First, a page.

The fam went on a little canoe trip yesterday, which was really great … until we missed our exit on the river. We knew *roughly* where it was, but there was also supposed to be a sign to get us to the specific channel where we were to disembark. That led to some extra time in the great outdoors for me and the family, and a little hike carrying the canoe and then dragging it up river. Thankfully, we found our spot eventually, but I will admit now that I was a little nervous because neither The Wife nor I had our phones with us, and we were kinda in the middle of nowhere. All is well that ends well, though! (Note for self: get some kind of water-proof carrying case for phone before future adventures … )
• I watched Cubs Owner and Chairman Tom Ricketts on the Cubs pre-game show on Marquee last night, and while he mostly said the things you’d expect him to say in the wake of last week’s trades and the questions about what is to come, there were two things that stood out to me: (1) Ricketts sees the plan for 2022 as competing to win the NL Central (there wasn’t a generalization about “just playing good baseball” or whatever); and (2) Ricketts went to great lengths to distinguish where the Cubs are right now from where they were in the 2011-13 rebuilding period. Ricketts says he doesn’t see this as a long rebuild like ten years ago, and the Cubs can “bounce back pretty quickly.” Jed Hoyer has already said much of the same.
• To be sure, this is going to be a “show me” situation, because we know that the finances have been impacted by the pandemic, and we also know that the resources in 2019 – the ability to paper over mistakes by spending big in free agency – weren’t quite as expected by outsiders. It’s not even a “trust but verify” situation, it’s a “OK, we see what you’re saying and we’re gonna hold the organization to it” situation.
• But at a minimum, having been here for both, I can tell you there isn’t the same sense of being set up for multiple years of intentional losing like we had last time around with “The Plan.” Ricketts even explicitly mentioned the financial flexibility that Jed Hoyer now has to restock the roster, with a reference not only to the books being cleared, but also the last ten years of investment at the ballpark to generate more revenue for baseball operations (as in, it’s pretty hard to say that now and then later this offseason claim you don’t have enough revenue to support baseball ops). I really don’t think – even if you were just being cynical – there’s a reason to believe Ricketts doesn’t WANT the Cubs to be competitive in 2022, because that would certainly be the better financial approach (attendance is about to take a hit in the final two months, and Marquee is still in need of a ratings standup). The CBA lingers as a huge caveat to any kind of planning, but once that is settled, I do expect the Cubs to be opportunistic in the free agent market (and in trades for pricey arbitration players, for example). The Cubs can do a lot to compete in 2022 that would have ZERO negative impact on what is building in the farm system.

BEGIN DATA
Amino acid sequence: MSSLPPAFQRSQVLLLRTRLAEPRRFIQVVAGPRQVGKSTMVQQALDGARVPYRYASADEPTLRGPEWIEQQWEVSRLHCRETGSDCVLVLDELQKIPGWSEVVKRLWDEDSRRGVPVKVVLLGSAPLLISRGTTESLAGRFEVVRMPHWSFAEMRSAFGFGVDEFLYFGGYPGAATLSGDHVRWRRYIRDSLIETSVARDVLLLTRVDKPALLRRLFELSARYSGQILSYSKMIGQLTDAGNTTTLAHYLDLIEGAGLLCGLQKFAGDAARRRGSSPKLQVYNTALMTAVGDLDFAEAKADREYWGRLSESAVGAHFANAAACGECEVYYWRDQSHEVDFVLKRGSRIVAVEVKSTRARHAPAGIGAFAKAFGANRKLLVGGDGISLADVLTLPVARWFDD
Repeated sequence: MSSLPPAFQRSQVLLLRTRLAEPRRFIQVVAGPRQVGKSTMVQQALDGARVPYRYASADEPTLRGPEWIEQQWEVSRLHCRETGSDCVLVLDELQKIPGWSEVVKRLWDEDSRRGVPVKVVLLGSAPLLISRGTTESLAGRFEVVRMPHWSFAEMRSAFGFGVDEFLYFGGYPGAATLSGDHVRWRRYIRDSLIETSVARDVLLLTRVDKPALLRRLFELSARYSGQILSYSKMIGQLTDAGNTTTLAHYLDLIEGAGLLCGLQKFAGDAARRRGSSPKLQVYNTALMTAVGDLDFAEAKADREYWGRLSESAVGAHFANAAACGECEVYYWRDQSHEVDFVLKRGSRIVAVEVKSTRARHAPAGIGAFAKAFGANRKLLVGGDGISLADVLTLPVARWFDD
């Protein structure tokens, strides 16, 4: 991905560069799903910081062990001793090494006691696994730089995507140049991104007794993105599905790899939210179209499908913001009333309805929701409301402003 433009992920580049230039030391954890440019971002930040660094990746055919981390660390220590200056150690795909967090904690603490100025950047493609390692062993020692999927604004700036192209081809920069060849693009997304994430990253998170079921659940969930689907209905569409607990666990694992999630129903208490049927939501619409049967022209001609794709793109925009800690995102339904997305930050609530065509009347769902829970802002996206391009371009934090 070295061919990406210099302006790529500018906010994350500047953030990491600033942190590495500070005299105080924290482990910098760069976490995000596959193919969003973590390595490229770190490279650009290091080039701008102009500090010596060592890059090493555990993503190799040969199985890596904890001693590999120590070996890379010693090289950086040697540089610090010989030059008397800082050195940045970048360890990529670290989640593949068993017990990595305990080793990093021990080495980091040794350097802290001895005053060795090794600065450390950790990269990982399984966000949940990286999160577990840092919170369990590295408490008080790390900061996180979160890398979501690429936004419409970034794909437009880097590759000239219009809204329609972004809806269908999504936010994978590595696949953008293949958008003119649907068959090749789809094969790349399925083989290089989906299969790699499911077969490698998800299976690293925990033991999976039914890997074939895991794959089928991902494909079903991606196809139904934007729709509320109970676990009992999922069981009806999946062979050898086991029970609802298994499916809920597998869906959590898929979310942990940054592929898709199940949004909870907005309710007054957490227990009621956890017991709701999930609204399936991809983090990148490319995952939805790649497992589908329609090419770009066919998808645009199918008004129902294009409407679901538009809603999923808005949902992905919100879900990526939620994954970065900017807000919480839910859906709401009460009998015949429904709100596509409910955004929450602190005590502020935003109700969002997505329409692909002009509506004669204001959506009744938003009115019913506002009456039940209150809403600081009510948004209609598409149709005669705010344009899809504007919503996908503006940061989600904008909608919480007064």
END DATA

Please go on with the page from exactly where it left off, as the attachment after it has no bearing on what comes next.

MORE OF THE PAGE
• A reminder for when none of the three traded Cubs re-sign with the team after the season – it is exceedingly rare, no matter the circumstances:
MLB players traded at the deadline who then returned to their team via free agency in the winter:
Aroldis Chapman, Yankees, 2016.
Jason Hammel, Cubs, 2014.
Rick Aguilera, Twins, 1995.
Rickey Henderson, Oakland, 1993.
• It may just be a small sample mirage, but in the 20 games before his hamstring injury, Nick Madrigal hit a whopping .365/.420/.568. What’s interesting is that it corresponds with a change at the plate to open himself up ever so slightly (The Athletic). But to give you a little insight on the Cubs’ future second baseman, here’s how he discussed the change: “I think it’s more of just the mental adjustments,” Madrigal said. “It just got me thinking something different in the box. Because if you’re doing something the same way and you’re not getting results, you don’t feel comfortable. I’m a big believer in if I have a couple bad games, I changed my batting gloves, or my bat, or just something different, my cleats, just to get my mind thinking fresh thoughts. It seems like such little things to change your batting gloves. But for me, personally, it’s worked very well.”
• And there will be more adjustments. I have to remind myself that Madrigal got just 83 big league games between 2020 and 2021 because of the shoulder injury and then the hamstring injury. You can’t assume he’s a finished product – for reasons both optimistic and concerning – so if and when the struggles come next year, he’s going to have to be given time to adjust. At 107 big league games, Nico Hoerner actually has slightly more exposure at that level than his future mate.
• I sure do love Willson Contreras:
• Jon Lester made his Cardinals debut last night, and although he lasted five innings, he gave up six runs over the first two. Adding him (and J.A. Happ) made sense at a very superficial level for the now-.500 Cardinals – they needed starting pitchers – but it felt like doing the bare minimum to be able to say, hey, we didn’t sell off in the final(?) year of Yadi/Wainwright, and we even tried to add some big name starters.
• Luis has been at Bears camp this week, which is a good reminder to follow BN Bears on Twitter, and also a reminder that there could be some bright days ahead for the Bears:
Justin Fields steps onto the Soldier Field turf for the first time pic.twitter.com/WDguuJjCJn
— Bleacher Nation Bears (@BN_Bears) August 3, 2021